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Colonialism in Conrad's Heart of Darkness

Paper Type: Free Essay Subject: English Literature
Wordcount: 876 words Published: 21st Sep 2021

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Joseph Conrad explores the nature of colonialism in his work “Heart of Darkness”. He sarcastically shows the terror of colonialism. In order to accomplish this he uses numerous emblematic characters. The main one is Kurtz, indistinguishable and indefinable person, who is being described by Conrad as representative of all Europe (Conrad 127). The author shows us that the nature of colonialism hasn’t changed much since the Roman times, except the tools and weapons had became more developed, but the purpose and results remained the same. Conrad reveals the harms of colonialism, and the capitalistic approach of the Europeans through Marlow’s journey in Congo.

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One of the purposes of the colonialism is a control of native’s way of life and beliefs. Conrad focuses on what the Company clearly tells the public – that they are going into the Congo to civilize the natives. The Europeans, on first sight, seek to convert the people of the Congo region way of live to a European one. Marlow’s aunt believes he will take part in giving up those rude millions from their unpleasant ways (Conrad 77). She understands the traditional ways of life of the natives as “horrid.” She believes the European system is the only one which should be followed. The Europeans join in help of the natives to obtain ivory, and the natives leave their villages, seeing a better paid opportunity, and in the process they change their way of life. Marlow himself states that he “passed through several abandoned villages” (Conrad 87) and his foreman was a “boiler-maker by trade” (Conrad 99), which shows the Natives have given up their earlier way of life with hope to pursue a better life with the Europeans. While Marlow journeys up the river he hears the cries of the natives coming from behind a wall of solid plants, he had a “suspicion” that they are “inhuman” (Conrad 108). Kurtz also believes the natives need to be humanized, enhanced, and taught in the European way of life. The Europeans think the natives are ‘lower’ than them, and they need to be cultured. Despite the ambition of civilizing the natives, there is the true face of colonialism, after those people abandoned everything to live like Europeans. Conrad describes colonialism as brutal and savage process. The natives are calmed by a false sense of safety and then slaved by the European colonialists. The natives are important, if supply with ivory and other goods the Europeans. The working conditions and health of the natives are not important for the Europeans. Marlow makes a colorful observation of the cruelty the natives are exposed to, after they no longer can work. They are left to die slowly, starving, and unable to find food to eat. The people are beaten and hanged so they could be an object lesson for others. If a fire is going into the storehouse someone is beaten because “They said he caused the fire in some way” (Conrad 92). The manager’s explanation is that when you punish the native, even if he did nothing for the fire, was “the only way” to “prevent all conflagrations for the future” (Conrad 95). The Europeans who went to civilize the people of Africa were extremely cruel with the population. As a result of colonialism’s cruelty the natives felt a superior fear from the colonialists, so the Europeans used that in order to get what they wanted. “What can you expect? He came at them with thunder and lightning” – states the time when Kurtz showed up with weapons and scared them so bad that they gave him as much ivory as he wanted (Conrad 135).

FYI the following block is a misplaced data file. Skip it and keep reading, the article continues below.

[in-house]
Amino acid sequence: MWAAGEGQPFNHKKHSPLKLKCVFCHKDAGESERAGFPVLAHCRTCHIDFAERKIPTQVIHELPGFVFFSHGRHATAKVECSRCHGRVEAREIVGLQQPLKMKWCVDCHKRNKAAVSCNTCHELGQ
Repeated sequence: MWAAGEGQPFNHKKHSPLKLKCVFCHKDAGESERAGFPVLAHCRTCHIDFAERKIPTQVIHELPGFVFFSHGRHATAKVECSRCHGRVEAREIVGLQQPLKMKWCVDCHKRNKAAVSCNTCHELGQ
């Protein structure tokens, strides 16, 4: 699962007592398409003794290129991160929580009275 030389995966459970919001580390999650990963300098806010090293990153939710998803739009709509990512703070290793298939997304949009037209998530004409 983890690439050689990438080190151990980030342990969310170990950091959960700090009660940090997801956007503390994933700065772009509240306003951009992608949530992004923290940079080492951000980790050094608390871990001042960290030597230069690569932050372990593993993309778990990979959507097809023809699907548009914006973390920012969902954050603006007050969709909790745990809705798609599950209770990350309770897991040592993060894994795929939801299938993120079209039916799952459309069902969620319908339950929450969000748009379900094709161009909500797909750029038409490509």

Conrad finds the true purpose of colonialism – gaining control over all the natural wealth of the country for personal earnings. Civilizing the natives is not of that big importance for the Europeans as ivory is. In need to collect all the treasures they destroy the land – “To tear treasure out of the bowels of the land was their desire, with no more moral purpose at the back of it than there is in burglars breaking into a safe” (Conrad 107). According to Marlow, colonialism began because of the ivory, which the Europeans were ‘hungry’ for. Kurtz, the Europe’s personification, says: “my ivory, my station, my river, my” (Conrad 127). The real reason colonialism happened are ivory and other materials, which are of a big importance for the Europeans.

In conclusion, Conrad wants to inform the youthful and sightless society about the true character of colonialism, throughout his book “Heart of Darkness”. Joseph Conrad tells that colonialism is a cruel and savage process that seeks to remove all radical beliefs, conquer people, and has lots of contrasting countries and individuals fighting for more control, reputation and capitals. He reveals that colonialism is just a brutal fight for domination and power in a foreign territory where getting the top is the only thing that matters despite of the numeral bodies, which have to be forsaken by the ‘curb’. All the way through Marlow’s journey up the Congo and into the heart of darkness, the true purpose of colonialism and the European capitalist approach is uncovered.

Work Cited

Conrad, Joseph. Heart of Darkness. Edited by Robert Hampson and Owen Knowles, Penguin Classics, 2007.


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